One need not be interested in painting, mining or things British to enjoy “The Pitmen Painters,” an often funny and at times ferociously affecting new play currently on Broadway. The play was written by Lee Hall, whose screenplay and book for “Billy Elliot: The Musical” (still running) won the 2009 Tony Award.
Hall’s two plays have some aspects in common: both take place in the austere coal-mining district of northern Britain; both are based on true stories; and both concern manly men who, stretched by circumstances, take up a cultural pursuit uncommon to their class—ballet in “Billy Elliot,” oil painting in “Pitmen.”
The play is inspired by William Feaver’s book, Pitmen Painters, about a group of miners in Northumberland who, thanks to an art-appreciation class, began to paint. In the 1930s and 1940s, the work of the Ashington Group, as they called themselves, was exhibited internationally and acclaimed widely.
“The Pitmen Painters” ran for two years in London before the British ensemble was brought to the U.S. stage by way of the Manhattan Theatre Club. The cast is made up of three miners and a dental technician; their teacher, Robert Lyon (Ian Kelly), who is also an art historian; a model; and a wealthy art collector named Helen Sutherland (Phillippa Wilson).
The art class is both an ensemble of students and also of distinct individuals. One rule-bound miner is rigid in temperament; another is focused on domestic life, which can be seen in his paintings of his dogs, his living room table and the view out his window. The dental technician is a Communist sympathizer whose ideology breaks out in unbidden speeches about labor.
The character of Oliver Kilbourn (Christopher Connel) is the most highly developed. Not only is his painting noteworthy, but within the class he is the first to understand what art is, what role it can play in a society, what an artist is, and how art has spawned a business for collectors and dealers. The works shown throughout the play are select reproductions of paintings by the actual Ashington Group.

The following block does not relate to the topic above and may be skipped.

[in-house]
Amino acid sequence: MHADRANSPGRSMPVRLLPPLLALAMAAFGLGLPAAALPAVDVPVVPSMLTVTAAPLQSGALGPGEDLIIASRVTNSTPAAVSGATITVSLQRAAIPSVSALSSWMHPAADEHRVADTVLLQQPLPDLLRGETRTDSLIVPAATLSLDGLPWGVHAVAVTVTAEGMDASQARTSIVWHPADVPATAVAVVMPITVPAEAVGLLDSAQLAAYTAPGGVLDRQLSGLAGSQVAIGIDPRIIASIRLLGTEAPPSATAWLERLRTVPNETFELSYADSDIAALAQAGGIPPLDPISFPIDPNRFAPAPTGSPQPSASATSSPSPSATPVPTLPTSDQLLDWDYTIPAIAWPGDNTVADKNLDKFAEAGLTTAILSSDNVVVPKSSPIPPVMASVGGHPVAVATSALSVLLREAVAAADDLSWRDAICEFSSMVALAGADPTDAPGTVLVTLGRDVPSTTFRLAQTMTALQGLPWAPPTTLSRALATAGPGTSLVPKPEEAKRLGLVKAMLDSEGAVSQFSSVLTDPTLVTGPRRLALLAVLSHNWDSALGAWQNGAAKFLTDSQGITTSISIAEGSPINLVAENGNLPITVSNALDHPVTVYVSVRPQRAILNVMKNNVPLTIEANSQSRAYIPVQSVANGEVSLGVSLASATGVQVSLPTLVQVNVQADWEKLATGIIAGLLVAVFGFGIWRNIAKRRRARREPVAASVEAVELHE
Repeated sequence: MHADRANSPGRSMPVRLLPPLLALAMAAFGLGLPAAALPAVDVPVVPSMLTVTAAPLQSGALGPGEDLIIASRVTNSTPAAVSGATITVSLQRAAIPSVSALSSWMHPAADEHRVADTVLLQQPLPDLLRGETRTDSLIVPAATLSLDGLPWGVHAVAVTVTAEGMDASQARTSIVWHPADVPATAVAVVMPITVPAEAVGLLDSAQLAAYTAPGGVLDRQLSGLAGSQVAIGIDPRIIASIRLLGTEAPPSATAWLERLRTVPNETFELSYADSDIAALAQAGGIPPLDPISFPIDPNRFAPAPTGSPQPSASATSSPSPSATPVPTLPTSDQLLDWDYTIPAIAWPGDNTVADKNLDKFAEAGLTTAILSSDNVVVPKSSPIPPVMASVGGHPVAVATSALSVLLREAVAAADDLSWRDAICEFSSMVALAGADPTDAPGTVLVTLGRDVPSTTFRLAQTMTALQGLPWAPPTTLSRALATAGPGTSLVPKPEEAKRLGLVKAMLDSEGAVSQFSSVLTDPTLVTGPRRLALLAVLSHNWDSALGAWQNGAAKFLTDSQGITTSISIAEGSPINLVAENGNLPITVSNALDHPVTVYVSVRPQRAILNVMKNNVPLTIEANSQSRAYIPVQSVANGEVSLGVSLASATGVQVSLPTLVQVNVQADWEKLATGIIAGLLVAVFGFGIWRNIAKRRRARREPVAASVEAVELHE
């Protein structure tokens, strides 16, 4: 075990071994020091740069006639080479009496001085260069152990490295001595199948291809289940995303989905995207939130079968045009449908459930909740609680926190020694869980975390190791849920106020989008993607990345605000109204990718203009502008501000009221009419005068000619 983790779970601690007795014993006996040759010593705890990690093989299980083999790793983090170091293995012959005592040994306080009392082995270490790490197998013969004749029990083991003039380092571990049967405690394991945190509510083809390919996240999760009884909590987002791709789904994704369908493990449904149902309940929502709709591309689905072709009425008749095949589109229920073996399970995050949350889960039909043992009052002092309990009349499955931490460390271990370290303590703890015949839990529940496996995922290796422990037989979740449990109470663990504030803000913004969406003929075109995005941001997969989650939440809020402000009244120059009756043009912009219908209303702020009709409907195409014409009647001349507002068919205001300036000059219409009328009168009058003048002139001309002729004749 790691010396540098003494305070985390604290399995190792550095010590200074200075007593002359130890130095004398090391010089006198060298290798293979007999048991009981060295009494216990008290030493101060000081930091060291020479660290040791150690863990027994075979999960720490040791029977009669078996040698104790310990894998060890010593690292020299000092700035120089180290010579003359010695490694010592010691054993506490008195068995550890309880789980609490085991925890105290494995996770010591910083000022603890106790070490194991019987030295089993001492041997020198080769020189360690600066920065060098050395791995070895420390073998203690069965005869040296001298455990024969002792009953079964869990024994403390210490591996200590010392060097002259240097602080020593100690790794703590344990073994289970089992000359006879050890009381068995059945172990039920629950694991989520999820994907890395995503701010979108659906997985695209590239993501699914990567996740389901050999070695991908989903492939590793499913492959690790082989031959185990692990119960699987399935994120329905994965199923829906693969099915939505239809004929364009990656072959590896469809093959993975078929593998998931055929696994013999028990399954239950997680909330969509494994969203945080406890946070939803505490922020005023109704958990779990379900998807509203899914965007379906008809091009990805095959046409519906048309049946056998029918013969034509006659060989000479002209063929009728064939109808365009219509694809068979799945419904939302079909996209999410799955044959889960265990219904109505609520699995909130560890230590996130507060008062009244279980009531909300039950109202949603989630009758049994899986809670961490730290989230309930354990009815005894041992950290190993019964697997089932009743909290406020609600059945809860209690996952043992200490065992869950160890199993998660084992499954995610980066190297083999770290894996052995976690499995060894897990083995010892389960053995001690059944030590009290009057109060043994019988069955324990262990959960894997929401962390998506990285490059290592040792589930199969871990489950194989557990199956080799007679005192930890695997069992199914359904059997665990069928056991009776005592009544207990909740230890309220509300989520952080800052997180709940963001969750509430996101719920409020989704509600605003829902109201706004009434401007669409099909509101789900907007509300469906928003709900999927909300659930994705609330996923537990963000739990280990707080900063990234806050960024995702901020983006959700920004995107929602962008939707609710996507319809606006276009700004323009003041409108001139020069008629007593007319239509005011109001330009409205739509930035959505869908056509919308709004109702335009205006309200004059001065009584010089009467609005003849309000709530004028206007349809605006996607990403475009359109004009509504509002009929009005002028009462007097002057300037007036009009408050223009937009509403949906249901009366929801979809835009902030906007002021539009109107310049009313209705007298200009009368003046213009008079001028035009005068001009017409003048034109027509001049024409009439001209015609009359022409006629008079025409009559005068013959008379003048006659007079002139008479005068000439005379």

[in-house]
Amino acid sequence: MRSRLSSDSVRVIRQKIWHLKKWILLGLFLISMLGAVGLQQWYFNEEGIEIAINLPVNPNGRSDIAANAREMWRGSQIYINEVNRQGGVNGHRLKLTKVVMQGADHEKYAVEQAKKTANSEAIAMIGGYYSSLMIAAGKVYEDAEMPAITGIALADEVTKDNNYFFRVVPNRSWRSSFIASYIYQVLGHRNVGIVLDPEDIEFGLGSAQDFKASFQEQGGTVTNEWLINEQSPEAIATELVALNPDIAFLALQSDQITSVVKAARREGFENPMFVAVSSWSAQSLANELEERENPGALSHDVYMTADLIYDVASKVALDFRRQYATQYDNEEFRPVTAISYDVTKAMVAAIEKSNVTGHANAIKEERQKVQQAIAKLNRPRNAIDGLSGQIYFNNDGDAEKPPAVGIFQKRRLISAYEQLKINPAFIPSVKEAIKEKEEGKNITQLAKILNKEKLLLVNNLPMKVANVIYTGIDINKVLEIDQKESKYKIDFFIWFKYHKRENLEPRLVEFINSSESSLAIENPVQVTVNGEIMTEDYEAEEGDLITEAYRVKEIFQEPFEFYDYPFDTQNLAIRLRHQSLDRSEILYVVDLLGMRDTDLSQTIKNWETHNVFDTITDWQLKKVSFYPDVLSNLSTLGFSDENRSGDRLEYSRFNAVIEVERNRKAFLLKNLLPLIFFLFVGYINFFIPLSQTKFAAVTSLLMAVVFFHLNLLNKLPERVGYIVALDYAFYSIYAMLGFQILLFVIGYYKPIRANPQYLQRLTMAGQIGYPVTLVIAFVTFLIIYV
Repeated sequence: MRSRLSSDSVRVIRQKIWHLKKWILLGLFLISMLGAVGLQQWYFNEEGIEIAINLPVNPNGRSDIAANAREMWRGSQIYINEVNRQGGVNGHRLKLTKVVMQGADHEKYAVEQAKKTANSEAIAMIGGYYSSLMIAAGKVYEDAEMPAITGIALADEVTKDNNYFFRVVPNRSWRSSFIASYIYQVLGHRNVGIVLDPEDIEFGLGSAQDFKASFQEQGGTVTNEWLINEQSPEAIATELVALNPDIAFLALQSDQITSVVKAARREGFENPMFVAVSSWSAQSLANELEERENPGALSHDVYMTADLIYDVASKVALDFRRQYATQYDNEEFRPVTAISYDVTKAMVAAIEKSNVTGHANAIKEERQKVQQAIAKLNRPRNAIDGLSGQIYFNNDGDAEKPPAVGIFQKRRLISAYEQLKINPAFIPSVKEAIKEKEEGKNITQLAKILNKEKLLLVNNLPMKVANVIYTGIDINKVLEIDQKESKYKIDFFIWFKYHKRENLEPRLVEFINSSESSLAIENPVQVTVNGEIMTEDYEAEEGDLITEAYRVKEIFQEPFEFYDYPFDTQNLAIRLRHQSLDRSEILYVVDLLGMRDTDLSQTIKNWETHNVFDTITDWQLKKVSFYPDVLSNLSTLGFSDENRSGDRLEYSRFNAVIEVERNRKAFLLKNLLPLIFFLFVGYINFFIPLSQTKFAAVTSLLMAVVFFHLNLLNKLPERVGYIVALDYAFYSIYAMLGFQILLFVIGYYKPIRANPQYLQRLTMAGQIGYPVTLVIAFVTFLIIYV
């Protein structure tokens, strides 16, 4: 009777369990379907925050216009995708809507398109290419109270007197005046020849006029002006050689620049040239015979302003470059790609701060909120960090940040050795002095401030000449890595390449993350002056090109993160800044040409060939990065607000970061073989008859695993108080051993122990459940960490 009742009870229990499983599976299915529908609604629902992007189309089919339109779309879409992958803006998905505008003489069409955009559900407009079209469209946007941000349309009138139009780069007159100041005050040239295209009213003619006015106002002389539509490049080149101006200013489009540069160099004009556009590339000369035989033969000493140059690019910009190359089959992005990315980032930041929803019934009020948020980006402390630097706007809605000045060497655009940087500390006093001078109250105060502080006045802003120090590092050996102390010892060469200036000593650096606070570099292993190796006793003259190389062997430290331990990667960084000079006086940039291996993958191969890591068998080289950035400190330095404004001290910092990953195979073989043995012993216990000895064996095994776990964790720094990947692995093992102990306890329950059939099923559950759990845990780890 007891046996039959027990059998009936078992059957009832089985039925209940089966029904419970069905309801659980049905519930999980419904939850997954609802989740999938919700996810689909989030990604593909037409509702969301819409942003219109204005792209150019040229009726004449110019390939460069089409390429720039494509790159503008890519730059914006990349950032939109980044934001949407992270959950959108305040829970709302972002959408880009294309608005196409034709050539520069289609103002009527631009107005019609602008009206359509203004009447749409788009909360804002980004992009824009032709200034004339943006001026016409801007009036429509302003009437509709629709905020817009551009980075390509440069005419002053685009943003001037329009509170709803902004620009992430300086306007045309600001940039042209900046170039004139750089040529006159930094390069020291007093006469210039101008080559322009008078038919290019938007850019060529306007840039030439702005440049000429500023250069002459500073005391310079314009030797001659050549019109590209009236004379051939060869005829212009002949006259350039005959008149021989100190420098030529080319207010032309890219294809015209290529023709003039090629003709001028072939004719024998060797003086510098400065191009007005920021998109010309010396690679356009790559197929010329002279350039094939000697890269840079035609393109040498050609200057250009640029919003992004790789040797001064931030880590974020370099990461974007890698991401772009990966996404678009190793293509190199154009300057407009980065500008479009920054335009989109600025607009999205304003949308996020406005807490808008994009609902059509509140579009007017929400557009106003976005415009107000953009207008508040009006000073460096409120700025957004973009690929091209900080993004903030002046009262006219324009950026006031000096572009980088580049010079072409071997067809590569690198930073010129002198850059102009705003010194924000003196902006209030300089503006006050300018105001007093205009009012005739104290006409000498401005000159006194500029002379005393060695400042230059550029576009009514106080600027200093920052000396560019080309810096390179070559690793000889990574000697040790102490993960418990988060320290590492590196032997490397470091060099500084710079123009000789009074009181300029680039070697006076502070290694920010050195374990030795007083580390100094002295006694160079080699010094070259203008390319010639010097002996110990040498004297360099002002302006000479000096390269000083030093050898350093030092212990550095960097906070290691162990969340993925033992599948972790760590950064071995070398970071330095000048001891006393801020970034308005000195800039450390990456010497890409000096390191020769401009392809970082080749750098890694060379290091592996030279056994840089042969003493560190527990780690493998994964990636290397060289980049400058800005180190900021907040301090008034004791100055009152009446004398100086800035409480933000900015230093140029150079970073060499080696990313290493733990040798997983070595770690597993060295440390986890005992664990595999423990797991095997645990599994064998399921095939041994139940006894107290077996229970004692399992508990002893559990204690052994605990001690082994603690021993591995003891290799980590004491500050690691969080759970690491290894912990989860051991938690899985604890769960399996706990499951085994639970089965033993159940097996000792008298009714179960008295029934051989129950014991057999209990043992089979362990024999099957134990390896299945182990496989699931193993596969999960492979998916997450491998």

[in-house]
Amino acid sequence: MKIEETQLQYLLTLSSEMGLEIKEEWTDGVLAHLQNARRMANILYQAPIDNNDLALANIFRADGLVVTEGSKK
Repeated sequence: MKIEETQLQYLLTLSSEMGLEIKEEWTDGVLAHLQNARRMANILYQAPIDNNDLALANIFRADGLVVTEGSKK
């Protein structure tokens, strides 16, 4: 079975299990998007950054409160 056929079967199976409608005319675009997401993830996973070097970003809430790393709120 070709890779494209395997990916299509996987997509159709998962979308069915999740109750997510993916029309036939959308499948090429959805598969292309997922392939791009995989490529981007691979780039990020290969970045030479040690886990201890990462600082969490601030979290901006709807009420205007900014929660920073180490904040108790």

While the play has received criticism for being overly didactic, the classroom setting makes that allowable, as does the fact that the audience silently beholds how learning—about art and one’s own power to create it—changes the men in the class.
In the first classroom session, the teacher, Robert Lyon, discovers that his students do not have sufficient background—that is, they have not learned enough history nor have they visited museums or seen any real art—to learn from a standard art-appreciation course, which consists of discussing slides and comparing artists and genres period by period.
These students live in impoverished, rural communities and began work at a young age. Lyon, a member of the privileged, educated class, recognizes immediately that these men can learn best and quickest by making art themselves. So he asks them to paint something; their work will serve as the basis for conversation in class.
It is impossible to know what quality of work Lyon expected from his students. But when Oliver Kilbourn reluctantly shows his first painting of a miner, the audience all but gasps for the strength and emotion it contains. Art is no respecter of class. This man has raw talent and can put his deep passion on the canvas.
The student’s ignorance of the art world accounts for much of the play’s humor, such as when a model appears in the class before the teacher arrives and asks where she should remove her clothes.
A more disturbing scene takes place between Helen Sutherland and Oliver Kilbourn. Sutherland asks Kilbourn whether he would like her to sponsor him—to set him up in her studio so he can pursue his art. She has done this for another artist whom Kilbourn meets and finds disgruntled. Her proposition is delivered with erotic overtones, but Kilbourn decides not to accept it. “I’m a miner,” he tells her. Unlike Sutherland, he knows who he is, and how isolating and ruinous it would be for him to be thrust into her world, since his art is being mined from deep within his own.
One of the best scenes involves the men describing the art they encountered, for the first time, on a field trip to London. Their enthusiastic, fresh response is striking. Of Van Gogh’s painting of his bedroom, a miner says knowingly, “It’s not a rich man’s room.” While that might seem obvious, given the room’s simple, scant furnishings, the subtext is enlightened: the fact that it was not a rich man’s room didn’t stop the artist from painting it. Nor has it stopped viewers from deeming it a masterpiece.
That populist viewpoint is what “The Pitmen Painters” is all about.